72. How Facebook tracks you on Android (even if you don't have a Facebook account)
Suppose you’ve picked up an Android phone on the street and you saw the 4 apps above. Can you guess the profile of the phone user?
73. Hacker to Security Pro! On the Shoulders of #InfoSec Giants
I want to do my part to demystify IT Security — to exclaim to the world that it is not rocket science! It turns out the trick is just to start. Start anywhere.
74. Inside a Hacker's Backpack: Gadgets, Tips, and Tricks for Hackers
Not ever hack job requires just a laptop and some software to gain privileges into a system. Sometimes, something extra is required to make the job very easy
75. Risk DAO Conducts Technology Risk Assessment on Aurigami Finance
Aurigami conducted a risk analysis of the protocol's risk parameters in an effort to reduce technological risks and improve capital efficiency.
76. How to Hack Android Phones
There's a big difference between hackers (people who like to experiment with computer systems to make them do unintended things) and attackers .
77. What are the Primary Security Architectures in use Today?
In my latest article about “The Rise Of Zero Trust Architecture”, I wrote about the broad and rapid adoption of this relatively new concept in the world of cybersecurity. However, there are still several other security architectures which are in use today:
78. The Hidden Danger of QR Codes
It would seem, what danger can a QR code pose? It turns out that you can even lose your cryptocurrency as well as internet logins because of QR code attacks
79. How to Hack Facebook Accounts: 5 Common Vulnerabilities
There are 5 common vulnerabilities that attackers can exploit to hack Facebook accounts. They include weak passwords, phishing, remote loggers, MITM, and DoS.
80. Cryptography + Malware = Ransomware
When you combine cryptography with malware, you get a very dangerous mix of problems. This is a type of computer virus that goes by another name, “ransomware”. This type of virus is part of a field of study called “cryptovirology”. Through the use of techniques called phishing, a threat actor sends the ransomware file to an unknowing victim. If the file is opened it will execute the virus payload, which is malicious code. The ransomware runs the code that encrypts user data on the infected computer or host. The data are user files like documents, spreadsheets, photos, multimedia files and even confidential records. The ransomware targets your personal computer files and applies an encryption algorithm like RSA which makes the file unaccessible. The only way to access them is if the user pays a ransom to the threat actor by following instructions which appear encoded into the encrypted files. Thus it is called ransomware, because a form of payment is demanded in order to fix the problem.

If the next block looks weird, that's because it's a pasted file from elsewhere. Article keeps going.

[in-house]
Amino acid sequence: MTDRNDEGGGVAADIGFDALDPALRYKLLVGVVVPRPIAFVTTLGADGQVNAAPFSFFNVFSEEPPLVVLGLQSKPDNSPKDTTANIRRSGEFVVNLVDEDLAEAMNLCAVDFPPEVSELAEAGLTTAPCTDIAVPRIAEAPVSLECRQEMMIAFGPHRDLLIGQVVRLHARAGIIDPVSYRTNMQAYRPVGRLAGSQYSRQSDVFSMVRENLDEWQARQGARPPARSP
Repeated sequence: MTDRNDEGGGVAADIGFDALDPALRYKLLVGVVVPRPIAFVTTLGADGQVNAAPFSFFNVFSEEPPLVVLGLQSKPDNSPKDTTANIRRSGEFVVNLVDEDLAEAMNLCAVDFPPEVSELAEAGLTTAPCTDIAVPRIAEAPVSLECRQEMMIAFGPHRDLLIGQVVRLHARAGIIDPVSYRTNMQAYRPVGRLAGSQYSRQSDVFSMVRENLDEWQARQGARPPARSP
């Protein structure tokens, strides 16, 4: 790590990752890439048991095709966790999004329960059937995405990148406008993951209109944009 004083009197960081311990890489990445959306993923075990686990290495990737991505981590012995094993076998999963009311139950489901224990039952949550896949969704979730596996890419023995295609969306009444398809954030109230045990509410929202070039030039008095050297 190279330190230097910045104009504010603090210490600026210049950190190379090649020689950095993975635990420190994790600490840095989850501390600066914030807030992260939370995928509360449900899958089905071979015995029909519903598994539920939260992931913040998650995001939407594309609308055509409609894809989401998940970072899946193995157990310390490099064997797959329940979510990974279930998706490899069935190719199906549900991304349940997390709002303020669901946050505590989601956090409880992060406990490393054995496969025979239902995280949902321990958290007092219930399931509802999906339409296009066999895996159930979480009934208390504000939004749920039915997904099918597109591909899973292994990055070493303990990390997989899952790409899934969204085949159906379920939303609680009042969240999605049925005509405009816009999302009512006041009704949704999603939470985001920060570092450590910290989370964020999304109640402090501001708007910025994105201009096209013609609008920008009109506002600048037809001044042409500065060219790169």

81. I hacked 40,000 passwords with Python. Yours might've been one of them.
Remember the good old days when you were passing love notes to your crush across the classroom?
82. How to Map Your Home Networks Using NMAP
Here's to learning basics of networking and an awesome tool called NMAP
83. Why You Should Protect Your Cell Phone Number and How to Do It
With only your cell phone number hackers become you!
84. Kali Linux vs Parrot Security OS: Operating System for Penetration Testing in a Nutshell
We compare Kali Linux to ParrotOS and go over the pros and cons of each operating system.
85. IT Audit | Step-by-Step Guide
In 2020, an IT audit is important for all organizations. It provides insights into the business’ IT infrastructure and how it can be improved.
86. Facts You Probably Didn't Know About The Dark Web
The dark web refers to encrypted online content that is not indexed by conventional search engines. Sometimes, the dark web is also called the dark net.
87. Why Governments Use Mass Surveillance—And What To Do About It
“I’m not a terrorist, why should I be worried about my data being monitored?”
88. The Infamous Hacker Bjorka's Top 7 Leaks that Shocked the Public
In addition to sharing personal data of essential people in Indonesia, Bjorka also studied death cases such as Munir and Brigadier J. Who was Bjorka?
89. Part 2: How to stop me harvesting credit card numbers and passwords from your site
I wrote a post recently describing how I distributed malicious code that gathers credit card numbers and passwords from thousands of sites in a way that’s quite difficult to detect.
90. 7 Cybersecurity Skills in High Demand
Is there any more called-for tech specialist these days than one schooled in cybersecurity? It seems like every business is, crying out for skilled individuals with a super-charged cybersecurity salary to boot. As networks, systems, and software become more complex, this makes the field of cybersecurity more diversified. In turn, this means the that the in demand cybersecurity jobs are becoming more niche. It’s no longer always a requirement to be the sys admin of cybersecurity.
91. Real-Life Software Security Vulnerabilities And What You Can Do To Stay Safe
Most important aspects of our life including our finance, identity, and healthcare now depend on code. Software security is now a critical aspect for not just companies, but individuals as well.
Photo credit, HackerNoon AI